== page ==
Every Cat Logo


EC22-015: Effect of EPA and DHA supplementation on renal function biomarkers and systolic blood pressure of proteinuric and borderline proteinuric cats diagnosed with chronic kidney disease

Chronic kidney disease (CKD) is the most common metabolic condition diagnosed in domestic cats. According to the International Renal Interest Society (IRIS), feline CKD should be characterized by blood parameters, such as creatinine and symmetric dimethylarginine (SDMA), information about loss of protein in the urine (proteinuria), and blood pressure. Other novel biomarkers have been investigated in the monitoring of this disease, but more research is still needed to understand their contribution. Supplementation with omega-3 fatty acids [eicosapentaenoic acid (EPA) and docosahexaenoic acid (DHA)] in patients with renal disease has been studied in other species, such as humans, rats, and dogs, but similar prospective studies in cats are lacking. To address this issue, we propose a prospective controlled clinical trial in cats with proteinuria or borderline proteinuria diagnosed with naturally occurring CKD from veterinary hospitals located in the northern region of Portugal. Cats will be followed for a period of 28 weeks, during which time they will be supplemented with two different doses of EPA and DHA, while on a kidney diet (group A) or a conventional food (group B). The main objective is to assess the therapeutic effect of EPA and DHA in these patients through the evaluation of their impact on blood and urine renal biomarkers and systolic blood pressure.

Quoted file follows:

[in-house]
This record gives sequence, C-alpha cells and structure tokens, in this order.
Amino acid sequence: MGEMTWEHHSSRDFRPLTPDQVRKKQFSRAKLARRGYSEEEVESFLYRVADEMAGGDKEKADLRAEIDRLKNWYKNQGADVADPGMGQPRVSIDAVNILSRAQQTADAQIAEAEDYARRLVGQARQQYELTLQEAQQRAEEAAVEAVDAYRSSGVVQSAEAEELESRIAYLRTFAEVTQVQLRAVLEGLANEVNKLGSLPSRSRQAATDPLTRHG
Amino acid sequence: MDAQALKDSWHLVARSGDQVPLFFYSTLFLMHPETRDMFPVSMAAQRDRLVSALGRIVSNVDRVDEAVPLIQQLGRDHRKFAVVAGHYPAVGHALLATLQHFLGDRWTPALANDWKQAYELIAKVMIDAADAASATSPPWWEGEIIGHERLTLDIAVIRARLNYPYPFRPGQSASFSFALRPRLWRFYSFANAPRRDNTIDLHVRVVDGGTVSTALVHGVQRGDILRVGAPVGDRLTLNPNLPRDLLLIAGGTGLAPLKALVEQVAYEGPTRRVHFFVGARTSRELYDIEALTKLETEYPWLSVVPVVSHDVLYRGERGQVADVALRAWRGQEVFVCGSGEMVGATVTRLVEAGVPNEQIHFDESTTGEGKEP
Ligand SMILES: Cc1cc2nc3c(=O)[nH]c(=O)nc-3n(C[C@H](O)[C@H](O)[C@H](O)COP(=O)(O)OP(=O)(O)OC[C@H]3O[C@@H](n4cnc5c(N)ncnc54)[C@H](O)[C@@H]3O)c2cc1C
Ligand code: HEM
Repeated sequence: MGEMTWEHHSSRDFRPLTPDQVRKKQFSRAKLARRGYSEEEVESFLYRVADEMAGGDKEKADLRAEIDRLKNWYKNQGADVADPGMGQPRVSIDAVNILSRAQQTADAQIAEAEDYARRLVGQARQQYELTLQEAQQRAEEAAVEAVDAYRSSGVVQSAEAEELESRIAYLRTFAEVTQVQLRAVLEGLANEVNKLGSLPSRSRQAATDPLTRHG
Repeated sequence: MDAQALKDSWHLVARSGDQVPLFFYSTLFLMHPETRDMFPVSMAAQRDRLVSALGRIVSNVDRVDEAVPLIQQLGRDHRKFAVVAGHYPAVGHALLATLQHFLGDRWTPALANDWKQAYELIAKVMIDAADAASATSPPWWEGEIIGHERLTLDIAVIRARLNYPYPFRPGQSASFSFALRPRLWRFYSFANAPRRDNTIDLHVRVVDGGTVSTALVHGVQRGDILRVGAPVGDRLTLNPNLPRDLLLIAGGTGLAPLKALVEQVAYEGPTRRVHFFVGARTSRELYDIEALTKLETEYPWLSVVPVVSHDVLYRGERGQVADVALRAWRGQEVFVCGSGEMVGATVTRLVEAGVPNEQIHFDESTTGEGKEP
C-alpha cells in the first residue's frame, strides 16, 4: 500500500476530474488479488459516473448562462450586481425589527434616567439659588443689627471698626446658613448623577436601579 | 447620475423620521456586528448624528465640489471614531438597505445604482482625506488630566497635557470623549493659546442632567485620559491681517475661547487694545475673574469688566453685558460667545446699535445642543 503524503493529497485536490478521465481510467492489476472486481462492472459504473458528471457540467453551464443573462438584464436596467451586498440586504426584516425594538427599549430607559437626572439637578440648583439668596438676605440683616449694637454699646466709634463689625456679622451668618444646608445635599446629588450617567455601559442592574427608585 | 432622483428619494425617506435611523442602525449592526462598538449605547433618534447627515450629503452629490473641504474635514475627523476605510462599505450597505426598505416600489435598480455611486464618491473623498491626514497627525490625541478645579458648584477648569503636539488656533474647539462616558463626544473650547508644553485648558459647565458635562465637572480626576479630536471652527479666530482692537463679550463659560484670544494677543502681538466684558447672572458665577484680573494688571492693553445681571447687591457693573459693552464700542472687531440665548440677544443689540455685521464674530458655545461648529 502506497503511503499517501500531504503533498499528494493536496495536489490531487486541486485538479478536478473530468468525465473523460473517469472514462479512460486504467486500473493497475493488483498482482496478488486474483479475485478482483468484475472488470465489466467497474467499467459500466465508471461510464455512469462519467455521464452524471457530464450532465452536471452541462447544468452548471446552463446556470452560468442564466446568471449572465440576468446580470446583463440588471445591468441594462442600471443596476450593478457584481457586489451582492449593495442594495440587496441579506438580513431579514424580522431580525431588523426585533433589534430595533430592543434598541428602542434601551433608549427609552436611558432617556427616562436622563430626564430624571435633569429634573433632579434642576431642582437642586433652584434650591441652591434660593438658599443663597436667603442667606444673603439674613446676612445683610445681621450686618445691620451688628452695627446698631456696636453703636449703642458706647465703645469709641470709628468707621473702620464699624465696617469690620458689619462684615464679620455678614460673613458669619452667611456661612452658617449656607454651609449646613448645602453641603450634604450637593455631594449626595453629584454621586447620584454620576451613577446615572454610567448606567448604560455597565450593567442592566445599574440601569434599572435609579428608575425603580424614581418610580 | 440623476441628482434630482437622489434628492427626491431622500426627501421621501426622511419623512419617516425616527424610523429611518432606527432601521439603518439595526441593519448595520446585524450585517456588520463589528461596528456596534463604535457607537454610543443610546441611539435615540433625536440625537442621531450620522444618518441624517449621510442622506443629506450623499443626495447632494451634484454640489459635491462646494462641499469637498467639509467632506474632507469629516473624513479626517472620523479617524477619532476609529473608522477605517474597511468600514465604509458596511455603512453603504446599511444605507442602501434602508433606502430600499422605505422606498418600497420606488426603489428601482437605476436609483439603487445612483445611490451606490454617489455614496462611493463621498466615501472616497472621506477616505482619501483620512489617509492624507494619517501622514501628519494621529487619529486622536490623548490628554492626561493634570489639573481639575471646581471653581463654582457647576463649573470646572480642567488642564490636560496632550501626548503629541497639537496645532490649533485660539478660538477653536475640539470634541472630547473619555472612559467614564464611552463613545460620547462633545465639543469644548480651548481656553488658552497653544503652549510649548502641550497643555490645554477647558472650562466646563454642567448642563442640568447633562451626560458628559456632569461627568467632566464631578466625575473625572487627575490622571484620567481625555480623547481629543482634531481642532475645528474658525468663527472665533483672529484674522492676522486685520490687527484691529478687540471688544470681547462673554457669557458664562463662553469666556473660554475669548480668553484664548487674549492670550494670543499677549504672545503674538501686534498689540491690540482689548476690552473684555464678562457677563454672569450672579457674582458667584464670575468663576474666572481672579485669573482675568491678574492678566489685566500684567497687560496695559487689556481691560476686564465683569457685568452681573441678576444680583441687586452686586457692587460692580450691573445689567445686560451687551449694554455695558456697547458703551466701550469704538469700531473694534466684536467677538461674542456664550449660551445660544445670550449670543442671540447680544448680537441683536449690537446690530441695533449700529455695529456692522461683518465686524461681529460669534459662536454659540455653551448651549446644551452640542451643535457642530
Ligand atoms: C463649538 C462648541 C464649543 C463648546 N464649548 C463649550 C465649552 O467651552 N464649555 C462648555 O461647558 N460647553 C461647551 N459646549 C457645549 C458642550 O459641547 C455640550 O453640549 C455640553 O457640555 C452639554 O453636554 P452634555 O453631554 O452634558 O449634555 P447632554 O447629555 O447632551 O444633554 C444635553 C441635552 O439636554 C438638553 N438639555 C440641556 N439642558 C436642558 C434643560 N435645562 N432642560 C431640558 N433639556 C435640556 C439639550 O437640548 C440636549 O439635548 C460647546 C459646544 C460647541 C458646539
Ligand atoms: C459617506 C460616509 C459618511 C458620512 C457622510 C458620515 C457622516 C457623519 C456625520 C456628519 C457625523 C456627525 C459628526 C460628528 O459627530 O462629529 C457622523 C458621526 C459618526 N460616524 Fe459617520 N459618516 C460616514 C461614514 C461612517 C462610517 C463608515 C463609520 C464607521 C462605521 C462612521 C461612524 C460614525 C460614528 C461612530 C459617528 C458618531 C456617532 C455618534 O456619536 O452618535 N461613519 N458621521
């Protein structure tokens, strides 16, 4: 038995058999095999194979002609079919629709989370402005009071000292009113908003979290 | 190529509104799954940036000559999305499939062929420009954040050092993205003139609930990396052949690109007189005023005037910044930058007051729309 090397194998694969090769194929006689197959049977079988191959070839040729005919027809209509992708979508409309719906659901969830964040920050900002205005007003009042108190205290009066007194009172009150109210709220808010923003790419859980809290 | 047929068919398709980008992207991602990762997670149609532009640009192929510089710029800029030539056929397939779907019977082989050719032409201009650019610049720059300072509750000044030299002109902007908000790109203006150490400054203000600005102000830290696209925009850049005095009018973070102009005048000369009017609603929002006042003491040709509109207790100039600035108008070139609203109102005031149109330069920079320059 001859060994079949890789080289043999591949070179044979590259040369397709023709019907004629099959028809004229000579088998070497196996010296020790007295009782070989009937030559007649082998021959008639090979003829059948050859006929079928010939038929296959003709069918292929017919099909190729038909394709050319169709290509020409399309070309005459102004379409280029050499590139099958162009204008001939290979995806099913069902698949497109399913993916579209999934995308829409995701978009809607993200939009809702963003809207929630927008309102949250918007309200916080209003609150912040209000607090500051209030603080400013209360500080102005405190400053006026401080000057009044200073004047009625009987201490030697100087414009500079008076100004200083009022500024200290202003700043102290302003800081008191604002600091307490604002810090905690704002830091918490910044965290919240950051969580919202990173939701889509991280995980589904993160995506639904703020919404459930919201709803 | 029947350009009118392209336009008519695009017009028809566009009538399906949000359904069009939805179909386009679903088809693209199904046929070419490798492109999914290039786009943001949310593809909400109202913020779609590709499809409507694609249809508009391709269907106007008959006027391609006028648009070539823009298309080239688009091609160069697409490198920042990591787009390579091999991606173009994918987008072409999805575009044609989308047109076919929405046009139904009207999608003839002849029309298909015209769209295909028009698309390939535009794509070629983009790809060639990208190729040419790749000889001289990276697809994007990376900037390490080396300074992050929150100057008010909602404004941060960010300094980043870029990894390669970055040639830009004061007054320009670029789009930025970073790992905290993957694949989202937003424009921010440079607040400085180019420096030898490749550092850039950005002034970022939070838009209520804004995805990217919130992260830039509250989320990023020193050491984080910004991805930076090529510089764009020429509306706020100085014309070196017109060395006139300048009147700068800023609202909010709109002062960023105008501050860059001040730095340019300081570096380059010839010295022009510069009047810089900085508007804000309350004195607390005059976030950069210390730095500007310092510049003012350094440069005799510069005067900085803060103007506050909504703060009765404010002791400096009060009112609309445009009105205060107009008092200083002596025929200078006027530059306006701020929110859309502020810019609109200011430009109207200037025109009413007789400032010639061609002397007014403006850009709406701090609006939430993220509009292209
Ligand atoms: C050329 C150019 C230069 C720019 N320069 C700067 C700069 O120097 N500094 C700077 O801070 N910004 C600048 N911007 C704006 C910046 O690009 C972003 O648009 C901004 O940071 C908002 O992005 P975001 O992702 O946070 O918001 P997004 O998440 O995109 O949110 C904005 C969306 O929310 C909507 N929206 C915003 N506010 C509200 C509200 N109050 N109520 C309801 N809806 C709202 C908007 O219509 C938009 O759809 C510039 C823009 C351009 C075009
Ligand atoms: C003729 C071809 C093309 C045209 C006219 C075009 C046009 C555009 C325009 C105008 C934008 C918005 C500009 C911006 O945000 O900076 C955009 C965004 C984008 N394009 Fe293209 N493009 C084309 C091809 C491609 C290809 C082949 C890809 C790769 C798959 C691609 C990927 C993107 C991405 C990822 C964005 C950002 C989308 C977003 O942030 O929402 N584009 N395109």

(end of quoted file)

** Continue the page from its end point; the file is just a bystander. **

[Feline Kidney Disease Fund in honor of Vicki Thayer, DVM, DABVP (Feline) – Board Designated Match]

(Sponsored by Zoetis) 

Grant ID: EC22-015

Status: Active

Year Funded: 2022

Amount awarded: $33,942

Investigator: Ana Luisa Guimarães Dias Lourenço, DVM,PhD,Dipl. ECVCN; Tomás Rodrigues Magalhães, DVM, PhD Student; Department of Zootechnics, University of Trás-os-Montes and Alto Douro, Portugal